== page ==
Emily Lerberg and Joyce Kuberek are examples of high school teachers engaging their students in making a difference while learning content and skills that are part of the curriculum. Their chemistry students create comic strips that reinforce and extend peers’ knowledge of Chemistry. Without any technical instruction from their Chemistry teachers, students used Bit Strips, ToonDoo, other digital tools, or free hand drawing to create comic strips relating to Chemistry content. Mrs. Kuberek shared this link to a video to explain the process of embedding a comic strip in Edmodo in order to publish work for a larger audience.
An excerpt of a student-created comic strip

These teachers are heros. They are working to resist the content coverage mentality that grips much of education. By giving students opportunities to make a difference through these projects, they increase the likelihood that students commit themselves fully to their work. They design projects that teach the curriculum, but they reject the short-term perspective of the content coverage mentality and seek deeper, longer-lasting mastery of content and skills.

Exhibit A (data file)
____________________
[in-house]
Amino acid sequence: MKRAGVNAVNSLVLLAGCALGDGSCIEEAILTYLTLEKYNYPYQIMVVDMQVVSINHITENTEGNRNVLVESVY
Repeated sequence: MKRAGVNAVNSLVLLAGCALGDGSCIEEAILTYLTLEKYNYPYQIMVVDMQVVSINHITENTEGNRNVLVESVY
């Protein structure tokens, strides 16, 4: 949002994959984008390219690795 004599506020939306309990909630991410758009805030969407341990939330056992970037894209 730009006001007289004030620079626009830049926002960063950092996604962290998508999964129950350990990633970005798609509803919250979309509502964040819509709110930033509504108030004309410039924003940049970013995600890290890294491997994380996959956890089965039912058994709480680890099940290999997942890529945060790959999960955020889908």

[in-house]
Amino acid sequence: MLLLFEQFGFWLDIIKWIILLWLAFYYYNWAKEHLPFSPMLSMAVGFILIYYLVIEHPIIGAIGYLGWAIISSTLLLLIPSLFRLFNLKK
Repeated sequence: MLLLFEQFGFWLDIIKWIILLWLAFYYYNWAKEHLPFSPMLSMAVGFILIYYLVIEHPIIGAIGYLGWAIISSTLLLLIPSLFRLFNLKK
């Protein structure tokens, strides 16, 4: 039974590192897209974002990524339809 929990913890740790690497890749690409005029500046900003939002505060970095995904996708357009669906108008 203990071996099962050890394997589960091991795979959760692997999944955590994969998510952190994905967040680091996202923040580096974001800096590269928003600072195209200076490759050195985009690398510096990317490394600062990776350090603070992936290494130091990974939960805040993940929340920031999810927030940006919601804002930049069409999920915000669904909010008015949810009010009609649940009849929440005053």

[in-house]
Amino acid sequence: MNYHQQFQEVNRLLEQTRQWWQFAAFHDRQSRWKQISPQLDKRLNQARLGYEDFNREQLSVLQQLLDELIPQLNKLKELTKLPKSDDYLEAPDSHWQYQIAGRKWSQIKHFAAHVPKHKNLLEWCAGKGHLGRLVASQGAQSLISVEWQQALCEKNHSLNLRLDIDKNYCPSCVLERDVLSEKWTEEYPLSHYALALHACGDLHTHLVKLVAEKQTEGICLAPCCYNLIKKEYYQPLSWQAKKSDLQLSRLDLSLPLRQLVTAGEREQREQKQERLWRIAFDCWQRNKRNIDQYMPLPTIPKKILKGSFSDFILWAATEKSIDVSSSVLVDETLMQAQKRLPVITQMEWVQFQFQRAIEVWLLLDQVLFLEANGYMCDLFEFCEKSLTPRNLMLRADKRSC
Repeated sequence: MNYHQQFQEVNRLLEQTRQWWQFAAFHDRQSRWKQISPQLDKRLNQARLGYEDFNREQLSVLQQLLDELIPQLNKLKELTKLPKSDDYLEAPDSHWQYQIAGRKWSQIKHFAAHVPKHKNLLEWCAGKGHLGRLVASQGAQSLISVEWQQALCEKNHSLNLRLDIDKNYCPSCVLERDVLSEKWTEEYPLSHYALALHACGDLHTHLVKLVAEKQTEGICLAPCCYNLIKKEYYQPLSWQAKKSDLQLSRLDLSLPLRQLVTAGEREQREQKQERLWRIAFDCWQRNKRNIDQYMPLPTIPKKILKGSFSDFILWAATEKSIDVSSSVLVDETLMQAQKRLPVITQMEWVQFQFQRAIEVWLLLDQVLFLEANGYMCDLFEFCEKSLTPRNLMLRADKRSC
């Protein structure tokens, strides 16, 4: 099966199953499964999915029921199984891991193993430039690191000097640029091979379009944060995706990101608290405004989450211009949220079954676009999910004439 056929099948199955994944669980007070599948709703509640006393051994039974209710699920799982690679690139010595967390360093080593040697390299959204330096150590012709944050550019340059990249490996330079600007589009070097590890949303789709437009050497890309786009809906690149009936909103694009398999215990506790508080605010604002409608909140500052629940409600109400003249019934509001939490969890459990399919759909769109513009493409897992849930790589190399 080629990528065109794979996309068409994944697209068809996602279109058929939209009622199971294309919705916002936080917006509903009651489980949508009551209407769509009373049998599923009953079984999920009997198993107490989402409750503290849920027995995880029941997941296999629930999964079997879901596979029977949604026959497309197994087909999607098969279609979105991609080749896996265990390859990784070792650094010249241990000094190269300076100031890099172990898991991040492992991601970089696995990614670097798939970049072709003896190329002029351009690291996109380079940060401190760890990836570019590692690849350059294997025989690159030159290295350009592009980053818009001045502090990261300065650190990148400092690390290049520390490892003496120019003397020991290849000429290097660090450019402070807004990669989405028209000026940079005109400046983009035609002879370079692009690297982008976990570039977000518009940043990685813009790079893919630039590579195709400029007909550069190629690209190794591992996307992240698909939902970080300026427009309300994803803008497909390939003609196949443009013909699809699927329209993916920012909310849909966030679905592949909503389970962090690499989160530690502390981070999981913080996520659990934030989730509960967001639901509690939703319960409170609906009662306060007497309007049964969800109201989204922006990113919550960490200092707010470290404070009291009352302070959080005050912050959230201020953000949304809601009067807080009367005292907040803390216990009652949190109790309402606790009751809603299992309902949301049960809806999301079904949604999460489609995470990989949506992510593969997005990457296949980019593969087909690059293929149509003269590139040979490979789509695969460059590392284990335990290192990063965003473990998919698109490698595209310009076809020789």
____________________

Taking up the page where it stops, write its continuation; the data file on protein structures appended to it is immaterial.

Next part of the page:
These teachers are also heros because they shared their genius by presenting during the exhibition and small group discussions. In some districts, pockets of innovation exist in which teachers engage students in transformative learning. To move from pockets of innovation to consistent transformative learning throughout a school or district, a distributive model of leadership, including active teacher-leaders, is crucial.